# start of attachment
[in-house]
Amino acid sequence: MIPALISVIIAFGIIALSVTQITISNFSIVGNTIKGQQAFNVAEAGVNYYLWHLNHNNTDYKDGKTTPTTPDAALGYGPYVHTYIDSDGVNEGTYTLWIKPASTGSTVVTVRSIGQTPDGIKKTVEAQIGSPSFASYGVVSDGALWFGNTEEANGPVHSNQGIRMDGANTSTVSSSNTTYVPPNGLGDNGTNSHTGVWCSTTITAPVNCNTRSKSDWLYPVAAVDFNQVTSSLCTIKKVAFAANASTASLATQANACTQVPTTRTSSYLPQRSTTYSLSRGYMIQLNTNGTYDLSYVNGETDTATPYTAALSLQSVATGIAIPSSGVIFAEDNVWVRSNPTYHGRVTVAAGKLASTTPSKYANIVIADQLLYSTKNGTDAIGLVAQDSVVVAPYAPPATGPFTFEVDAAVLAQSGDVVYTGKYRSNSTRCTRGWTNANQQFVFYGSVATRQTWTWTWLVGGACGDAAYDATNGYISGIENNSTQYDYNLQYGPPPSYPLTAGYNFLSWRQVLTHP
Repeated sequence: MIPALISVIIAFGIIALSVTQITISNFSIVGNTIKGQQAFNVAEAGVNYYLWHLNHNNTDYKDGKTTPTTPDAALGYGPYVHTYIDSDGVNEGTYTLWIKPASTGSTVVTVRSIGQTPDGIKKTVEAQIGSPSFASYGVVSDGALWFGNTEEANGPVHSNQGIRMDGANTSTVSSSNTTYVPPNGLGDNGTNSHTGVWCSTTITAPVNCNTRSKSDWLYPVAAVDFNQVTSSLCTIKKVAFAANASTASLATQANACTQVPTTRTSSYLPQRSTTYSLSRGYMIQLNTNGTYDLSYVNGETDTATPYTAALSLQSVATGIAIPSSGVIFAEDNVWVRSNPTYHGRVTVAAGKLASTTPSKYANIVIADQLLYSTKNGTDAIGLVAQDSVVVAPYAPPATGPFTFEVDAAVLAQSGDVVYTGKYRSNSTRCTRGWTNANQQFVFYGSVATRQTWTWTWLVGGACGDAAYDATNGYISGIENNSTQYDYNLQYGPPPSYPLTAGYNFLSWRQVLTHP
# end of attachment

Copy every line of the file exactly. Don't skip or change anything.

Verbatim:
[in-house]
Amino acid sequence: MIPALISVIIAFGIIALSVTQITISNFSIVGNTIKGQQAFNVAEAGVNYYLWHLNHNNTDYKDGKTTPTTPDAALGYGPYVHTYIDSDGVNEGTYTLWIKPASTGSTVVTVRSIGQTPDGIKKTVEAQIGSPSFASYGVVSDGALWFGNTEEANGPVHSNQGIRMDGANTSTVSSSNTTYVPPNGLGDNGTNSHTGVWCSTTITAPVNCNTRSKSDWLYPVAAVDFNQVTSSLCTIKKVAFAANASTASLATQANACTQVPTTRTSSYLPQRSTTYSLSRGYMIQLNTNGTYDLSYVNGETDTATPYTAALSLQSVATGIAIPSSGVIFAEDNVWVRSNPTYHGRVTVAAGKLASTTPSKYANIVIADQLLYSTKNGTDAIGLVAQDSVVVAPYAPPATGPFTFEVDAAVLAQSGDVVYTGKYRSNSTRCTRGWTNANQQFVFYGSVATRQTWTWTWLVGGACGDAAYDATNGYISGIENNSTQYDYNLQYGPPPSYPLTAGYNFLSWRQVLTHP
Repeated sequence: MIPALISVIIAFGIIALSVTQITISNFSIVGNTIKGQQAFNVAEAGVNYYLWHLNHNNTDYKDGKTTPTTPDAALGYGPYVHTYIDSDGVNEGTYTLWIKPASTGSTVVTVRSIGQTPDGIKKTVEAQIGSPSFASYGVVSDGALWFGNTEEANGPVHSNQGIRMDGANTSTVSSSNTTYVPPNGLGDNGTNSHTGVWCSTTITAPVNCNTRSKSDWLYPVAAVDFNQVTSSLCTIKKVAFAANASTASLATQANACTQVPTTRTSSYLPQRSTTYSLSRGYMIQLNTNGTYDLSYVNGETDTATPYTAALSLQSVATGIAIPSSGVIFAEDNVWVRSNPTYHGRVTVAAGKLASTTPSKYANIVIADQLLYSTKNGTDAIGLVAQDSVVVAPYAPPATGPFTFEVDAAVLAQSGDVVYTGKYRSNSTRCTRGWTNANQQFVFYGSVATRQTWTWTWLVGGACGDAAYDATNGYISGIENNSTQYDYNLQYGPPPSYPLTAGYNFLSWRQVLTHP